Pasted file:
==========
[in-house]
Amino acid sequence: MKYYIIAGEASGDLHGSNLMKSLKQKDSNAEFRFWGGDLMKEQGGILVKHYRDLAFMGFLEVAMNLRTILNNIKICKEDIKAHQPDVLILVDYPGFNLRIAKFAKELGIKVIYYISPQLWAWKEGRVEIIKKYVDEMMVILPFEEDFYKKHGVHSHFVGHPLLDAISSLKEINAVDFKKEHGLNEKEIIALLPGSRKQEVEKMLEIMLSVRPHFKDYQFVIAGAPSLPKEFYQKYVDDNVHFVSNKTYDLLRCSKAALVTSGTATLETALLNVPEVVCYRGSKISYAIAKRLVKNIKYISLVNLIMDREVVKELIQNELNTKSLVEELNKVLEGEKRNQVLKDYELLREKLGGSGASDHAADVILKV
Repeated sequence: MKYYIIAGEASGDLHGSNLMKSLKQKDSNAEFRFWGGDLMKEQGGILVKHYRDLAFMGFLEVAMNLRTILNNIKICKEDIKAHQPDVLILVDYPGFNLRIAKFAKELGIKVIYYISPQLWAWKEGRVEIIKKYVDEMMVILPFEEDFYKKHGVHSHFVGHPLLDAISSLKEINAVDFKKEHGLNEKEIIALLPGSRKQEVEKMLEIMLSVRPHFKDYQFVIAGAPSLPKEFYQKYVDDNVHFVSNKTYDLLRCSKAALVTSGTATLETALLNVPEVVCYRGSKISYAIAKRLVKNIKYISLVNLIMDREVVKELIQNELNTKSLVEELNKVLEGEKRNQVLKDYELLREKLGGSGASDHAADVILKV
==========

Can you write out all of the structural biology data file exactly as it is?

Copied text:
[in-house]
Amino acid sequence: MKYYIIAGEASGDLHGSNLMKSLKQKDSNAEFRFWGGDLMKEQGGILVKHYRDLAFMGFLEVAMNLRTILNNIKICKEDIKAHQPDVLILVDYPGFNLRIAKFAKELGIKVIYYISPQLWAWKEGRVEIIKKYVDEMMVILPFEEDFYKKHGVHSHFVGHPLLDAISSLKEINAVDFKKEHGLNEKEIIALLPGSRKQEVEKMLEIMLSVRPHFKDYQFVIAGAPSLPKEFYQKYVDDNVHFVSNKTYDLLRCSKAALVTSGTATLETALLNVPEVVCYRGSKISYAIAKRLVKNIKYISLVNLIMDREVVKELIQNELNTKSLVEELNKVLEGEKRNQVLKDYELLREKLGGSGASDHAADVILKV
Repeated sequence: MKYYIIAGEASGDLHGSNLMKSLKQKDSNAEFRFWGGDLMKEQGGILVKHYRDLAFMGFLEVAMNLRTILNNIKICKEDIKAHQPDVLILVDYPGFNLRIAKFAKELGIKVIYYISPQLWAWKEGRVEIIKKYVDEMMVILPFEEDFYKKHGVHSHFVGHPLLDAISSLKEINAVDFKKEHGLNEKEIIALLPGSRKQEVEKMLEIMLSVRPHFKDYQFVIAGAPSLPKEFYQKYVDDNVHFVSNKTYDLLRCSKAALVTSGTATLETALLNVPEVVCYRGSKISYAIAKRLVKNIKYISLVNLIMDREVVKELIQNELNTKSLVEELNKVLEGEKRNQVLKDYELLREKLGGSGASDHAADVILKV